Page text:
• June 13, 2019

    I am sure you know this, but I will say it anyway. There is a great difference between entering the present and being present. But perhaps this is a distinction that is easy to lose?

    From my perspective, entering the present is perhaps the most important transition that I can make of my own will. I voluntarily bring attention into my sensations and surroundings. I enter present time…not the illusory future or the invented past where I tend to spend most of my energy. I sacrifice thinking about the things that are not part of my immediate experience.

    Now, you may disagree that this transition is an action of my will. Perhaps I am surprised by something beautiful, a sound, a word, a gesture that draws me into the present. True, but even then, I agree to be drawn or the drawing quickly passes.

    But who enters the present? Why me, of course. I have identities, history, future engagements, places to go and people to meet, but I have temporarily brought attention out of them and into the present. Nonetheless, these realities inevitably shape and limit the present that I engage with. And if I react to incoming stimulus, my reactions will likely be my standard, habitual reactions.

    If my presence should happen to become present in the present, something very different occurs. I am no longer me. The presence of my presence has entered the present and I am temporarily unidentified. This immediately opens up space for seeing and responding differently. Past and future still exist but they are not me, they can be present in an expanded Present Moment without determining my state. What is it that makes the invocation of presence into the present possible? In my experience, it is an act of submission, of giving myself up.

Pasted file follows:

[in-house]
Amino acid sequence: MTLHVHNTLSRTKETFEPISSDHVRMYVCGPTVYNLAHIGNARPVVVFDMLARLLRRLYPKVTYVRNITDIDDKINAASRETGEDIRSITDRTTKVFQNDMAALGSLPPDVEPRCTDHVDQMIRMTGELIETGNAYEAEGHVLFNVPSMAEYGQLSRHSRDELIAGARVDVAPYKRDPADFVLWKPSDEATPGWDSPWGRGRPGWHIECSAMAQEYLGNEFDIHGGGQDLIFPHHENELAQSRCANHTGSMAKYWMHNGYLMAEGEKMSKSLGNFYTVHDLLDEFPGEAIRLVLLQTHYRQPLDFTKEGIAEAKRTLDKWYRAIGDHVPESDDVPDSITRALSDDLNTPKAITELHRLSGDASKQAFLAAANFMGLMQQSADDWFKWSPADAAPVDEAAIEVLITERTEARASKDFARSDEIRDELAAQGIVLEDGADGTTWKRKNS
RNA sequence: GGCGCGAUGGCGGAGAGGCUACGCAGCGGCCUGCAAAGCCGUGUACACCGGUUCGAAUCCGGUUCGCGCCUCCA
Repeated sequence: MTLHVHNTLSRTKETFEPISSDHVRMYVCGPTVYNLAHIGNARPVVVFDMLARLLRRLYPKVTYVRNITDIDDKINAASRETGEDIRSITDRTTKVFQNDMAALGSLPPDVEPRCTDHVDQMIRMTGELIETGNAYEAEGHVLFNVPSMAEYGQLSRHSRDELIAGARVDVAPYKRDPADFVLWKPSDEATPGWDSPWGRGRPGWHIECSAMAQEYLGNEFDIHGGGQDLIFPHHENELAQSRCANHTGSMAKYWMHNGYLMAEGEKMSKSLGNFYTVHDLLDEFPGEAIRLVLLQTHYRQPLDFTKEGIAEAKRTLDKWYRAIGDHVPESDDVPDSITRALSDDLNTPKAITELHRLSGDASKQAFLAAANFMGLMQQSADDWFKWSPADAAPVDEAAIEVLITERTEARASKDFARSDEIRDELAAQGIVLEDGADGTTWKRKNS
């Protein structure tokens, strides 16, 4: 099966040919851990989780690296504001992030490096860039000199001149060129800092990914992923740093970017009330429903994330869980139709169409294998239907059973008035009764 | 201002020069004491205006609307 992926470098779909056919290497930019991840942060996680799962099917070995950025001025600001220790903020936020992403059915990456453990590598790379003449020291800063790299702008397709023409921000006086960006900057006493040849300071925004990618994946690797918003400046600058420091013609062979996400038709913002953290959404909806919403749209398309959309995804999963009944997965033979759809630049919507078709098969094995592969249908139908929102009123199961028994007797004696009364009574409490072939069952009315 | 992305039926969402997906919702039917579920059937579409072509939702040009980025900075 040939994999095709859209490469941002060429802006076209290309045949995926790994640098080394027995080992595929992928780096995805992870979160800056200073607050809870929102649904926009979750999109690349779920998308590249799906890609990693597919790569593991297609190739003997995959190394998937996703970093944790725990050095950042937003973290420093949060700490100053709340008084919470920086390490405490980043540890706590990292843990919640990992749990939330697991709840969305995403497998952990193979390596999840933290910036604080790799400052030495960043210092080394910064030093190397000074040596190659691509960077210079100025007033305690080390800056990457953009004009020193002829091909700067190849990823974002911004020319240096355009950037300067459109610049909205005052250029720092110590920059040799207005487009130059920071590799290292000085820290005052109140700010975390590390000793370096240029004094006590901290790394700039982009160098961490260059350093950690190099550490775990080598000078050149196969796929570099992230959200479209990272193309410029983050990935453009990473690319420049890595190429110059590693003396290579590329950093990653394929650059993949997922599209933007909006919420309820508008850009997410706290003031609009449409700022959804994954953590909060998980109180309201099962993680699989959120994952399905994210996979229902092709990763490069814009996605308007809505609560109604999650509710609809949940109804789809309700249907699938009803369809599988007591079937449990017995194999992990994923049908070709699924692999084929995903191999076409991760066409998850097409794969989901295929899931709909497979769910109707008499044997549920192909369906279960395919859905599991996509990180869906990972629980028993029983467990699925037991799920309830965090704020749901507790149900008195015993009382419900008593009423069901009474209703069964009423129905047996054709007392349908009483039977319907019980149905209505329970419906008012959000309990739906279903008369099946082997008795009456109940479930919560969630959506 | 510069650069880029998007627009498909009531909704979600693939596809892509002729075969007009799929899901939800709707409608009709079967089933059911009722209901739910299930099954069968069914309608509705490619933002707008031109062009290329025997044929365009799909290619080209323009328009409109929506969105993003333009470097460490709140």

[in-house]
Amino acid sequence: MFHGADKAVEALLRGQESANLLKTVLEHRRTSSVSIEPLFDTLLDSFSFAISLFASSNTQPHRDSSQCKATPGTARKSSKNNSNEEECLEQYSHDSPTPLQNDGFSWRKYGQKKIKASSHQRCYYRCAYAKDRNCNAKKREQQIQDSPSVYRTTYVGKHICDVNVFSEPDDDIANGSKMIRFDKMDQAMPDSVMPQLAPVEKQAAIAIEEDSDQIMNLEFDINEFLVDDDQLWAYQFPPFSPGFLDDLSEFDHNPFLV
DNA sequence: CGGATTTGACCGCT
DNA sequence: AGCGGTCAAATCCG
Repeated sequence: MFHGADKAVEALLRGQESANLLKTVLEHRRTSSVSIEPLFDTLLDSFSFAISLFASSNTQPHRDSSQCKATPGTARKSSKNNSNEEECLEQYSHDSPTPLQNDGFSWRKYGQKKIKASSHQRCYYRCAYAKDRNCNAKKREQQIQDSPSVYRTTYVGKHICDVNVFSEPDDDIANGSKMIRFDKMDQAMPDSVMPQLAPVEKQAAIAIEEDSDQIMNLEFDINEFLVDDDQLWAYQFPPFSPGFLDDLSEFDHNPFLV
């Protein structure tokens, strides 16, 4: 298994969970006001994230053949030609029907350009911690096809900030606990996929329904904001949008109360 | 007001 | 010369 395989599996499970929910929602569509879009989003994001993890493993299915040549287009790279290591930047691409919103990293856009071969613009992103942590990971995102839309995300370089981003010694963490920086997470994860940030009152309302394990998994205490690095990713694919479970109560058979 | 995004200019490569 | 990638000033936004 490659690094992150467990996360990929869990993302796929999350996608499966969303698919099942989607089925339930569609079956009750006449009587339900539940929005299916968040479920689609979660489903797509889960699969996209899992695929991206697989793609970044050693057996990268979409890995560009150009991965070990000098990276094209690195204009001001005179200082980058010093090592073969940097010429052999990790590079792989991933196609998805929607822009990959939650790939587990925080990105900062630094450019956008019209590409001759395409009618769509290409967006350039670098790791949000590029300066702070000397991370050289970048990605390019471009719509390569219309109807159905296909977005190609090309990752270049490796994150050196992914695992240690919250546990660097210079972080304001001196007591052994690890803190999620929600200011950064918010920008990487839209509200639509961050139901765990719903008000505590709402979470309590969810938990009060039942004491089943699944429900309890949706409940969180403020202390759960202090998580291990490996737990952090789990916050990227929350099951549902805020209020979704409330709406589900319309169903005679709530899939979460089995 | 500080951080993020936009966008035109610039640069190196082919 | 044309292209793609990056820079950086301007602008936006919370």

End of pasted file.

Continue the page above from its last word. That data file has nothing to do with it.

Tags: , , ,

  • January 24, 2018

    A group member writes:

    I remember: Early in life I adopted specific postures, gestures and ways of speaking to express and interpret my world. These came about through mimicry and necessity, shaped by my nature and predispositions.  Mostly I am so inside of these habits that I cannot see how I appear from the outside. They are me and I am them. There is no separation.  It is all part of my identity. Different roles that I have taken on have perhaps altered these slightly to suit societal expectations but I would say that my identity was determined at a very young age.

    I watch my new born granddaughter look out from eyes which cannot see as we see, where nothing is familiar, nothing is recognizable except the warmth and compassion that she is held. Yet her being is overwhelmingly present. Watching her over the last several months discover herself, the possibility of movement, the slow and steady occupation of her body, fingers, toes, arms, legs and torso. Her struggle with gravity.  And then taking that body out into the world. Where everything is a wonder. Somewhere in this journey, surprisingly quickly, a personality takes shape. Underlying this personality is the being who first arrived, naked and without the imprint of all of us who claim her as our own.

    Does that being continue to live in us throughout our life? Can we return to our being?

    It seems to me that if I could describe the essence of being it would be all perception and sensation. There would be a newness to everything, a wonder.  Of course we cannot eliminate our experience, but perhaps it could cease to be a blindfold to what is here now.

    Tags: , , , , ,

  • January 9, 2018

    The aim of work on self is dis-identification. The means is impartial observation of self in my life. It is clear from doing this work that identification is sleep, loss of will, slavery to habits, a loss of my capacities.

    It therefore follows that to become less identified is to achieve greater fulfillment and satisfaction, does it not? It does not. Being unidentified, unidentified and therefore being, is true, when it is true, in the moment it arises. And then I fall into identification again. But not as before. Because now identification is not innocent, not easily justified, not satisfying but deeply disappointing.

    Falling into a habitual identity is contracting, painful, shameful. The reliable motivations of sleep slowly wither leaving…questions, doubt, disenchantment, inaction. When spontaneously present, these issues have no substance, they are swept away by responsiveness to the possibilities of the present. But when I fall, I do not have a comfortable, self-indulgent, self-important self to catch me.

    Once I have left the matrix often enough, I cannot go back. I cannot stay where I am; the pain is too great. I can only go forward. May a way forward be shown to me.

    Tags: , , , , , , ,